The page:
Smoke ventilation stacks are fitted with grills at floor level to ensure safety when the doors are opened. These grilled areas have been used as storage areas by residents. Roof light openings can be compromised by items placed on the roof, on or near to the roof light. Penthouse occupiers can unknowingly cause problems with trees and shrubs which will interrupt the opening of the roof light and could lead to a build up of smoke in an incident. These issues are recorded by the maintenance engineer and again it is up to the managing agents to advise the occupier of the issues and agree a course of action.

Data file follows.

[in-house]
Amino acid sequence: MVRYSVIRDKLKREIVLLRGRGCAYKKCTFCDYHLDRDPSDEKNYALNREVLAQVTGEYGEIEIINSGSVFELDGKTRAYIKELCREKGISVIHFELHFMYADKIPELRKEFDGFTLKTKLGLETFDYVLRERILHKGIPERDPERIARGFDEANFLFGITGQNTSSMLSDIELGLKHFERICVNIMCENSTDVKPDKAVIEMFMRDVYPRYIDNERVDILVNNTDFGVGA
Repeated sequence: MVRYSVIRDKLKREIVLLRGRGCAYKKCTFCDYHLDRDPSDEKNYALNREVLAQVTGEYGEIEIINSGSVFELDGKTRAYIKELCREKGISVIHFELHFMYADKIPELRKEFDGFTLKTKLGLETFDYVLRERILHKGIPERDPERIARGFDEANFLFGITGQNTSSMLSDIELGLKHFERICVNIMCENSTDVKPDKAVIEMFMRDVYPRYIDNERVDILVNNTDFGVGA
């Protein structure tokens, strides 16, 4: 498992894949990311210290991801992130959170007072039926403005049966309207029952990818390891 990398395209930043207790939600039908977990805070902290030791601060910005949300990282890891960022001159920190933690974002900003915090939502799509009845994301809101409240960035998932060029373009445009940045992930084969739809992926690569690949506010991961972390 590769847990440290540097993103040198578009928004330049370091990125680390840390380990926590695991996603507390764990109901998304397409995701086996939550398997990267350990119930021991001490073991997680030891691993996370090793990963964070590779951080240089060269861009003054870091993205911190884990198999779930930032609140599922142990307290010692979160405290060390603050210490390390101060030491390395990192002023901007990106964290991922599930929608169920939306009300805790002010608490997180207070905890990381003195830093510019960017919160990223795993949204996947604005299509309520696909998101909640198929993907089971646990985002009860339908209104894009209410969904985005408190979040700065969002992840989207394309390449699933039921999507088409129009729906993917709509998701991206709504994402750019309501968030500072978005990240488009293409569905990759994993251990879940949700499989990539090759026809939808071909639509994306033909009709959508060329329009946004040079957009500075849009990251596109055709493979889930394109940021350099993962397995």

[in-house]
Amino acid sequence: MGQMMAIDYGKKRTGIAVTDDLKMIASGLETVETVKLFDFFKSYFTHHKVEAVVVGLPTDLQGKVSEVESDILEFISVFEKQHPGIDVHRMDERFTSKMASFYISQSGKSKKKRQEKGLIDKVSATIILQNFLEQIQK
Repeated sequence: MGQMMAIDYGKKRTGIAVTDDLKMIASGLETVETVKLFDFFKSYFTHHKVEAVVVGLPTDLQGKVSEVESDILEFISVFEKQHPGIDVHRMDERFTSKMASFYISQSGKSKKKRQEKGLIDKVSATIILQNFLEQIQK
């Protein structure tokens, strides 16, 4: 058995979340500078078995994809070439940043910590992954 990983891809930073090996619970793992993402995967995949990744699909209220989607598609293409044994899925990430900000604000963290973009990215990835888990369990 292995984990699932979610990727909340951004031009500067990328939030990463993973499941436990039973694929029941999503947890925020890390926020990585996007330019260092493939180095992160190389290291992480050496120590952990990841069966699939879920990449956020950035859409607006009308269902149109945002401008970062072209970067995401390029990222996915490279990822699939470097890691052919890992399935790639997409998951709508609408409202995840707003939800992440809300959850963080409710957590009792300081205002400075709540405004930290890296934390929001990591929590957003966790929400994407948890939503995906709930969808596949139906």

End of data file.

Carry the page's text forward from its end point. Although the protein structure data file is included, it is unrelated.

As systems become more intelligent and more cost effective to install, cable management and self diagnostic systems are now emerging. Using a much simplified wiring system with less connecting wire, these systems monitor motor speed and resistance to determine the correct operation of the device. Should the ‘load’ profile change, this would indicate a fault and would initiate a call out. SE Controls have developed ‘OSLoop which works on this principle, each zoned area ‘can be linked and where a cable fault or incorrect voltage of the actuation is detected a maintenance engineer can be called to rectify the problem in the particular area. These more advanced systems meet the required standards of the forthcoming EN 12101- 9 and 10, ‘Control Panels and Power Supplies’.